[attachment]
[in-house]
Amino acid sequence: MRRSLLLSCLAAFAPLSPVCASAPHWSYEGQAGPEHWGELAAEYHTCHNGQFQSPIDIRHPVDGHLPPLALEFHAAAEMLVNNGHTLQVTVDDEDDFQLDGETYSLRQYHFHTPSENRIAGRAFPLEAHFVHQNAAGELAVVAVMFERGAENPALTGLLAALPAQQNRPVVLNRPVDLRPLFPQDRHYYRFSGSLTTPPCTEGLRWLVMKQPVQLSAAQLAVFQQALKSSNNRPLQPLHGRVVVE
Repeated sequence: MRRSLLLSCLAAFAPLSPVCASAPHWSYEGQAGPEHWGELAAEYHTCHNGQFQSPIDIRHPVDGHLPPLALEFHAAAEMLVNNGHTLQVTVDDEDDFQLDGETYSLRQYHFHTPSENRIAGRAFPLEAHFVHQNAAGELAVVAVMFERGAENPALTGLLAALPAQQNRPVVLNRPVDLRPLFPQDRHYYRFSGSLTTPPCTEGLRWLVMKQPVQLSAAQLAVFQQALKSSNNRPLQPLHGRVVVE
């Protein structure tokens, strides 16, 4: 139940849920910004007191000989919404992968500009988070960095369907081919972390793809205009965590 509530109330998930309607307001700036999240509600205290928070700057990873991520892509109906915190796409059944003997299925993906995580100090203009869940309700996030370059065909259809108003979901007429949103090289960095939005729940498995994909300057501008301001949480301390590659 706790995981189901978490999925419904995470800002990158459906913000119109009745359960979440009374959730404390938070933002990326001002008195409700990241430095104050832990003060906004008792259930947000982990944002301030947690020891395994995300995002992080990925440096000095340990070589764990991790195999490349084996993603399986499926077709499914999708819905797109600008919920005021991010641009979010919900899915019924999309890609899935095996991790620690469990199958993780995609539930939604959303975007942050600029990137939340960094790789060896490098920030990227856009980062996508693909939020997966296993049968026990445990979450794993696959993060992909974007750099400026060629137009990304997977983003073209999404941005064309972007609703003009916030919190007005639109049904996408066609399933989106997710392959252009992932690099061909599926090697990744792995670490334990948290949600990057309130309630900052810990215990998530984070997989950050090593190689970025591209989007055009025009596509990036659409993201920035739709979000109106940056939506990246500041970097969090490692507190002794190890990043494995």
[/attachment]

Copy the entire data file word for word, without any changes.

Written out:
[in-house]
Amino acid sequence: MRRSLLLSCLAAFAPLSPVCASAPHWSYEGQAGPEHWGELAAEYHTCHNGQFQSPIDIRHPVDGHLPPLALEFHAAAEMLVNNGHTLQVTVDDEDDFQLDGETYSLRQYHFHTPSENRIAGRAFPLEAHFVHQNAAGELAVVAVMFERGAENPALTGLLAALPAQQNRPVVLNRPVDLRPLFPQDRHYYRFSGSLTTPPCTEGLRWLVMKQPVQLSAAQLAVFQQALKSSNNRPLQPLHGRVVVE
Repeated sequence: MRRSLLLSCLAAFAPLSPVCASAPHWSYEGQAGPEHWGELAAEYHTCHNGQFQSPIDIRHPVDGHLPPLALEFHAAAEMLVNNGHTLQVTVDDEDDFQLDGETYSLRQYHFHTPSENRIAGRAFPLEAHFVHQNAAGELAVVAVMFERGAENPALTGLLAALPAQQNRPVVLNRPVDLRPLFPQDRHYYRFSGSLTTPPCTEGLRWLVMKQPVQLSAAQLAVFQQALKSSNNRPLQPLHGRVVVE
């Protein structure tokens, strides 16, 4: 139940849920910004007191000989919404992968500009988070960095369907081919972390793809205009965590 509530109330998930309607307001700036999240509600205290928070700057990873991520892509109906915190796409059944003997299925993906995580100090203009869940309700996030370059065909259809108003979901007429949103090289960095939005729940498995994909300057501008301001949480301390590659 706790995981189901978490999925419904995470800002990158459906913000119109009745359960979440009374959730404390938070933002990326001002008195409700990241430095104050832990003060906004008792259930947000982990944002301030947690020891395994995300995002992080990925440096000095340990070589764990991790195999490349084996993603399986499926077709499914999708819905797109600008919920005021991010641009979010919900899915019924999309890609899935095996991790620690469990199958993780995609539930939604959303975007942050600029990137939340960094790789060896490098920030990227856009980062996508693909939020997966296993049968026990445990979450794993696959993060992909974007750099400026060629137009990304997977983003073209999404941005064309972007609703003009916030919190007005639109049904996408066609399933989106997710392959252009992932690099061909599926090697990744792995670490334990948290949600990057309130309630900052810990215990998530984070997989950050090593190689970025591209989007055009025009596509990036659409993201920035739709979000109106940056939506990246500041970097969090490692507190002794190890990043494995």